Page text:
Sometimes documentaries can act like homework. Dry, full of talking heads and mediocre cinematography all make certain documentaries feel like work even if you are intrigued or interested in the subject matter. Other documentaries take a dry news story and make a captivating movie out of it. The Square is a documentary that falls firmly in the latter category.
The Arab Spring started with the occupation of Cario, Egypt’s Tahrir Square in 2011. Upset with the current President, Mubarack, ordinary citizens of Egypt took to the streets in protest. The battle was epic and brutal, but it was won by the citizens. This is where the documentary starts. The night of Mubarack is removed from power, we see huge crowds of diverse people hugging, singing and talking about what a success the demonstrations were. We are introduced to several activists, all fervently involved in the organizing and education of the people. One man in particular, Ahmed Hassan, is particularly interesting. He joined the revolution because he was sick of working for nothing and not getting recognized as a true citizen of the country he grew up in. The film also follows Khalid Abdalla, an actor most famous for his role in the Kite Runner. Khalid uses his slight celebrity and the long tradition of activism in his family to stand up for the Egypt he believes in. We also watch several women talk about their experiences along with a man who belonged to the Muslim Brotherhood (I think he still does.) The first part of the documentary is filled with hope. That hope is soon dashed by what is about to happen. The Muslim Brotherhood, a vocal and strong section of the Egyptian population, takes credit for the protests and wins several governmental positions including the President when it comes to a vote. The problem with this is that the Muslim Brotherhood helped the enforcers, not the protesters. They weren’t even officially there (several members showed up but not because they represented the group.) The Egyptians basically replaced an amoral dictator with a religious one. Things were not getting better for the common citizen. In fact more restrictions were being proposed. The radicals we watch realize that they gave up the Square too soon. They must go back to the Square and protest again. Violence almost immediately breaks out resulting a few bloody months. These bloody months fueled the ordinary citizen to come out and protest, resulting in one of the biggest organized protests in history. Morsi, the religious President, was removed from power. Hope comes back to Egypt again.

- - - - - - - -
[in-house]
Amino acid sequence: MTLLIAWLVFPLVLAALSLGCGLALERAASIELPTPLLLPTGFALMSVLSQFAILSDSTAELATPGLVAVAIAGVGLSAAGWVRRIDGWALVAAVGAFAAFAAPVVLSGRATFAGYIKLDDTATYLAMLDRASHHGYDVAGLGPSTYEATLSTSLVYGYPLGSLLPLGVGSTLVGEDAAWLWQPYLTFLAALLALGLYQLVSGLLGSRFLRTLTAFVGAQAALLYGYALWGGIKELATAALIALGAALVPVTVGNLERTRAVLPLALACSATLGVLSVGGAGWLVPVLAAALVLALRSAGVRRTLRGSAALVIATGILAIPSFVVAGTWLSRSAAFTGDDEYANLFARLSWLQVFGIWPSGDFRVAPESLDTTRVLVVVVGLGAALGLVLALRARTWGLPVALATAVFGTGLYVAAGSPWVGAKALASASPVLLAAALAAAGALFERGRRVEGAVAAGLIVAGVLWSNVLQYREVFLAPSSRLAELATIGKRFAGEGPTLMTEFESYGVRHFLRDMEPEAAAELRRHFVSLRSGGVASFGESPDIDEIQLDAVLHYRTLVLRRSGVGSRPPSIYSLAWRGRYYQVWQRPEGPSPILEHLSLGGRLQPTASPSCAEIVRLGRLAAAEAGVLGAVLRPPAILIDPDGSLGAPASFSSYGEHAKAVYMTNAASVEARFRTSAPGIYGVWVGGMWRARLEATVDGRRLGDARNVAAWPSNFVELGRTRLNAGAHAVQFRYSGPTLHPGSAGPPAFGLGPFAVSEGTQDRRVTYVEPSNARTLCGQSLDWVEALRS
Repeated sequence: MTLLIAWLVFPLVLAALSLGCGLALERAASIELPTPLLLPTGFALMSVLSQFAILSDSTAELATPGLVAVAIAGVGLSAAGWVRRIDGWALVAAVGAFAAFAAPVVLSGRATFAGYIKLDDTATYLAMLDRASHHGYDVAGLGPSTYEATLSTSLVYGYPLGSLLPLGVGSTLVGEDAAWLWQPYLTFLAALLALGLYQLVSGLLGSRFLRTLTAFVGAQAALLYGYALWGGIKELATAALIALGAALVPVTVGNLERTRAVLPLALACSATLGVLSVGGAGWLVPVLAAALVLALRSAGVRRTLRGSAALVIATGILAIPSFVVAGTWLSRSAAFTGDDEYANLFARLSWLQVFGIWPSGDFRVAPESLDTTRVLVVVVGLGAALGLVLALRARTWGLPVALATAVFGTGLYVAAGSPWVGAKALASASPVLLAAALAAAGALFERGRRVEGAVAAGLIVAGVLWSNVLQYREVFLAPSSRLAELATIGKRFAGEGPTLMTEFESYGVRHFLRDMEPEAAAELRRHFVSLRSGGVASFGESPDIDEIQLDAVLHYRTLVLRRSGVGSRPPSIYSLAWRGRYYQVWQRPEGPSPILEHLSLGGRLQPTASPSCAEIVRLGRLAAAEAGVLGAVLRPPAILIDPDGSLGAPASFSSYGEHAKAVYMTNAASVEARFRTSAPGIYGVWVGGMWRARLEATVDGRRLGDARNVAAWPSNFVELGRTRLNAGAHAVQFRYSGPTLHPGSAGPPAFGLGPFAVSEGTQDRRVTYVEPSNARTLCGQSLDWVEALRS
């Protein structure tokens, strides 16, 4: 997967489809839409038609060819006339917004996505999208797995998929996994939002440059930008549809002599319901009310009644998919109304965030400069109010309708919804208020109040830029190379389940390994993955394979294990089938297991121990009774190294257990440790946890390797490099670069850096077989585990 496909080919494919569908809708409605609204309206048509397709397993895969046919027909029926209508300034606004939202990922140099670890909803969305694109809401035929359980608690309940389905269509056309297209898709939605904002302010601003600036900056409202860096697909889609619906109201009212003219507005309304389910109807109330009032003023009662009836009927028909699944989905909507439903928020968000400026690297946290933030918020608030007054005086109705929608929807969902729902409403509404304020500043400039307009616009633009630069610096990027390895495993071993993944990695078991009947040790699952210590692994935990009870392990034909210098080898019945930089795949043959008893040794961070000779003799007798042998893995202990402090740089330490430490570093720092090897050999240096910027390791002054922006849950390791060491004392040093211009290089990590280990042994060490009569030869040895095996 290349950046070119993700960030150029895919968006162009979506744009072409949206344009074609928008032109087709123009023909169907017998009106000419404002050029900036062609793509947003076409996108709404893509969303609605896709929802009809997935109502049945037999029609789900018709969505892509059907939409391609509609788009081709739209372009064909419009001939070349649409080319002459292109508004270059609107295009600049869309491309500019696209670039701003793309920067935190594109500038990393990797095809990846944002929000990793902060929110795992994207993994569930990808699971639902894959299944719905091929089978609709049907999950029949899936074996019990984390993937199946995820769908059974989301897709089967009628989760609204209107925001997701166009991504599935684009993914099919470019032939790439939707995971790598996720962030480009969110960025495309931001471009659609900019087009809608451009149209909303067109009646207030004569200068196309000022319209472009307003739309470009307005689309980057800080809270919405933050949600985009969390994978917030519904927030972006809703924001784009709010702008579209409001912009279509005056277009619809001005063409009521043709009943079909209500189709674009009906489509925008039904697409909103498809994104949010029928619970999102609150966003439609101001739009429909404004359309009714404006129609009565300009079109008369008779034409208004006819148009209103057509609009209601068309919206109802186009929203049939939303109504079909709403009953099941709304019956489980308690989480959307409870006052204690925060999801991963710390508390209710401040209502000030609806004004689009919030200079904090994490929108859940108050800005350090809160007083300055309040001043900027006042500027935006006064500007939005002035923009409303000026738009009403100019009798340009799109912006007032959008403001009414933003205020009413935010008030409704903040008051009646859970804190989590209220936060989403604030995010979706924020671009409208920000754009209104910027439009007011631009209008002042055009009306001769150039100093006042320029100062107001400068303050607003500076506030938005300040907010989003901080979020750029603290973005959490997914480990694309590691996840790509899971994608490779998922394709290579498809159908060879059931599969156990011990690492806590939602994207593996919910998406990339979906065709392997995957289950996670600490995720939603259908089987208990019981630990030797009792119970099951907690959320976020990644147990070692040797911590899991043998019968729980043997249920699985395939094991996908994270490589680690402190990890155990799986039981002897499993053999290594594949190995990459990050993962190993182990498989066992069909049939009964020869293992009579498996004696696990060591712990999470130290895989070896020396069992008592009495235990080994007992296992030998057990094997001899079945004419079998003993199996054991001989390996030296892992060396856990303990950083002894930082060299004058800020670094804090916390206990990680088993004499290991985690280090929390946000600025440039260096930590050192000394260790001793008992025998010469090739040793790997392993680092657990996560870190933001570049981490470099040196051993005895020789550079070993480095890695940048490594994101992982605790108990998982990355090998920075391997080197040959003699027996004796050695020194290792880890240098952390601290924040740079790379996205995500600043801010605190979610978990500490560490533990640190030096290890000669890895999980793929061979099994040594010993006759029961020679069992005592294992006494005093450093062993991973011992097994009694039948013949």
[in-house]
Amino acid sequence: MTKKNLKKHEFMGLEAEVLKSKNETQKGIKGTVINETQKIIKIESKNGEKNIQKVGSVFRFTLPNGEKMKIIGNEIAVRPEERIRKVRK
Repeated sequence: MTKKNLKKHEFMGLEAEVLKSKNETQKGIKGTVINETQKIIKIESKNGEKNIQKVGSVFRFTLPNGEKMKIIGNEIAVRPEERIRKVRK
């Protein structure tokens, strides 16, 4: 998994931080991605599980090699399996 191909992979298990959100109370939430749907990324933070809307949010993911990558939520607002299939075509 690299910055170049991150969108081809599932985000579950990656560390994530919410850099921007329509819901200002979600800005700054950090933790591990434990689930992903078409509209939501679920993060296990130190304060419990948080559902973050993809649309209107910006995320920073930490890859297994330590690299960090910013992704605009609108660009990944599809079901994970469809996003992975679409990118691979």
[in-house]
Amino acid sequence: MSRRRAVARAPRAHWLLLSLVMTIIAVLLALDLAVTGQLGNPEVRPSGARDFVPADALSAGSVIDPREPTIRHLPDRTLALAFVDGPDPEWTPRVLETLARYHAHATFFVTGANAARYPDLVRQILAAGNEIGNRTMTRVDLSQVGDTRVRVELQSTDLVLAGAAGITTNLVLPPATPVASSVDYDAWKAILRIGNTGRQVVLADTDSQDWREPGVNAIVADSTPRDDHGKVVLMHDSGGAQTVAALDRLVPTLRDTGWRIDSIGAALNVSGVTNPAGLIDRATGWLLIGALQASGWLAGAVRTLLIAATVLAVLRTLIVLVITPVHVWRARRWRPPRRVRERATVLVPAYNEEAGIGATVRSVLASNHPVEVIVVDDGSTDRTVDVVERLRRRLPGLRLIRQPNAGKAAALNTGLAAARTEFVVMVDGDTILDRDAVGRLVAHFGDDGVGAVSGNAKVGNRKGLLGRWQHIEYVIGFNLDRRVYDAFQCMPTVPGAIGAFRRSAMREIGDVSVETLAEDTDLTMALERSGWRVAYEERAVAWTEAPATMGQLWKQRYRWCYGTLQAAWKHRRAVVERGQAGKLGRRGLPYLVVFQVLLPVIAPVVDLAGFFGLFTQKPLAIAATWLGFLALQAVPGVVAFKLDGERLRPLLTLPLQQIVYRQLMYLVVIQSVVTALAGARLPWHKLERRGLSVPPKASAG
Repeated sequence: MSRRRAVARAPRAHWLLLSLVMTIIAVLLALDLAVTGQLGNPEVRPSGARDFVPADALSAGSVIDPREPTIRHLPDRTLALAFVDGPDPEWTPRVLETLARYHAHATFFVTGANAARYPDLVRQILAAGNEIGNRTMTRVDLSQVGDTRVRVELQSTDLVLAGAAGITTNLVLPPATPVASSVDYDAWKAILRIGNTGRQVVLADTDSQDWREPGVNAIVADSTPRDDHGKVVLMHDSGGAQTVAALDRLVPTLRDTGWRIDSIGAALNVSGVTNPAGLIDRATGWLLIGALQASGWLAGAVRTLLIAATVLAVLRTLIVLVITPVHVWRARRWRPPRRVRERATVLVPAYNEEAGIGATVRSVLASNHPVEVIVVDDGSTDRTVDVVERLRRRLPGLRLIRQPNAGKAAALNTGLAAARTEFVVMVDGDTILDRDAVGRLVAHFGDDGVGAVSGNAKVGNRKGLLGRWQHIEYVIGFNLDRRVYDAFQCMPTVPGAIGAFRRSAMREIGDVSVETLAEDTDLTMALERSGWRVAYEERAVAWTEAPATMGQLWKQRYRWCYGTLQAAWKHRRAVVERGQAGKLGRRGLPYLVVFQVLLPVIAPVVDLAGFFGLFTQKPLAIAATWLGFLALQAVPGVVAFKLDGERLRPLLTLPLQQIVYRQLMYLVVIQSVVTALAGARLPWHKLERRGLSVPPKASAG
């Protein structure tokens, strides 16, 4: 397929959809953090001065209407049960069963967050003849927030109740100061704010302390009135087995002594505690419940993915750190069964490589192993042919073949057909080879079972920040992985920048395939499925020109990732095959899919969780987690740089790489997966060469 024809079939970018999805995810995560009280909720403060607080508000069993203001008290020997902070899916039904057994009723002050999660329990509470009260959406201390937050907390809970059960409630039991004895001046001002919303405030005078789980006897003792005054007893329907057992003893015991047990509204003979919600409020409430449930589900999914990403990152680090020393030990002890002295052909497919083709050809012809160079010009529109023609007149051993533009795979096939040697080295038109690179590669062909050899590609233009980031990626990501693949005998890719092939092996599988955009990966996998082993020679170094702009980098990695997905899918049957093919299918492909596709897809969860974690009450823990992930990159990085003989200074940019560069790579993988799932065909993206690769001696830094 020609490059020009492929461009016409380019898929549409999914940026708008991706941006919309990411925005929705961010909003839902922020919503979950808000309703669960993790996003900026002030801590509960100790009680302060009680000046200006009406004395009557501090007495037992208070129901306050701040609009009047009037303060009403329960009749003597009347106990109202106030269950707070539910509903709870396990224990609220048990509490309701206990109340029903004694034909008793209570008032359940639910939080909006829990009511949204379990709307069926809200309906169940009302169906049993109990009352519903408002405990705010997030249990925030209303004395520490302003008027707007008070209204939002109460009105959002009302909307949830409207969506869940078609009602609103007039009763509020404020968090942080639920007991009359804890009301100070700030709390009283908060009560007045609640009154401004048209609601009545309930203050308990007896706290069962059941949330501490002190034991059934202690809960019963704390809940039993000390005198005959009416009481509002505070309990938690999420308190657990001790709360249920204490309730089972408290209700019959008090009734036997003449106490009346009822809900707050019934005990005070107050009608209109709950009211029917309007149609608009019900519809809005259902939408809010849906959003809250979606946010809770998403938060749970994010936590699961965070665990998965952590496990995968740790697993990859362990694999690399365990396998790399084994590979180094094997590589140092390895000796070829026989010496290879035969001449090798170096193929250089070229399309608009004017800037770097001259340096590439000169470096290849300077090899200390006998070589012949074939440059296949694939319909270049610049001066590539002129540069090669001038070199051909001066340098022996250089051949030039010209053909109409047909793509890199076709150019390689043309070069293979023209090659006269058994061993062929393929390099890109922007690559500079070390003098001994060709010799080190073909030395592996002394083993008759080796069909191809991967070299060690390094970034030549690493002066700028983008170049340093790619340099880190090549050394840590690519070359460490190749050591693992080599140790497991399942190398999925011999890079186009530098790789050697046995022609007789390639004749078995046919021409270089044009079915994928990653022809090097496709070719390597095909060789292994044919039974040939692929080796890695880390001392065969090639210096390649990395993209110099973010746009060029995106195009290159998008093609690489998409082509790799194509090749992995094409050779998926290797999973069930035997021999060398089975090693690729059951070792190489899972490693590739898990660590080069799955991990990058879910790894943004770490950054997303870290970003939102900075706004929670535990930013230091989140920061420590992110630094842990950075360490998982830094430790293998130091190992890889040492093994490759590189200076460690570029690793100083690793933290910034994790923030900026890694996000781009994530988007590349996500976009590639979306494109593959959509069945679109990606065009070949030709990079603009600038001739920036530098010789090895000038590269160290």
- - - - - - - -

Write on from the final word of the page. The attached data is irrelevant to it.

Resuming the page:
Everything I just said, you could have read in a couple of minutes if you have the right source. Unfortunately there are so many wrong sources that it is hard to really know what is going on there unless you are on the ground watching it day-to-day. For instance I had no idea that the Muslim Brotherhood wasn’t behind the initial protests. Almost every news piece in the United States had the Muslim Brotherhood as the organizer. This was and is most definitely not true. Throughout the film we watch a Muslim Brotherhood member get more disillusioned by the group that he was willing to die for a couple of years prior. He sees the oppression that his group is capable of and he is disappointed. He straddles two very different worlds. At one point he is confronted by the brutal fact that the religion he believes in is courting his son into more radical beliefs than even he has. The Muslim Brotherhood had called out to their congregation to punish the protesters. His son is caught throwing stones at the protesters at the explicit request of the group. He comes home and is cocky about his deeds. One of the father’s non-Muslim Brotherhood friends shows him a brutal video just taken a little while before he had went to throw rocks. People are beating up protesters with bats and throwing molotov cocktails at peaceful activists. He then asks him if he would throw a rock at him if he was there that night. The son is horrified by the actual events that he had been defending a moment before. The indoctrination of a whole swath of the population is fascinating and kind of scary to watch. But to see people rebel against that type of groupthink, like we see again and again throughout this film, is what gives me hope.
The movie isn’t just about the events happening in Tahrir Square, but also about how it is being portrayed by artists, activists, reporters, and politicians. Throughout the whole film we watch an anonymous man paint these beautiful paintings that represent the chaos and the violence happening in Tahrir Square. At another point, a man who has become the singing voice of the protest is recalling what happened to him when he was taken into prison after one of his performances. We see the lashes on his back and hear his voice tremble as he discusses his trauma. But this capture does nothing to curb his constant ability to belt out a folk song to a crowd needing rousing. The art of these people is how they are able to cope and see the violence and the minute frustrations of everyday protests. This results in some really moving pictures and music. In fact this whole movie is an exercise in how the filmmaker sees the chaos around her.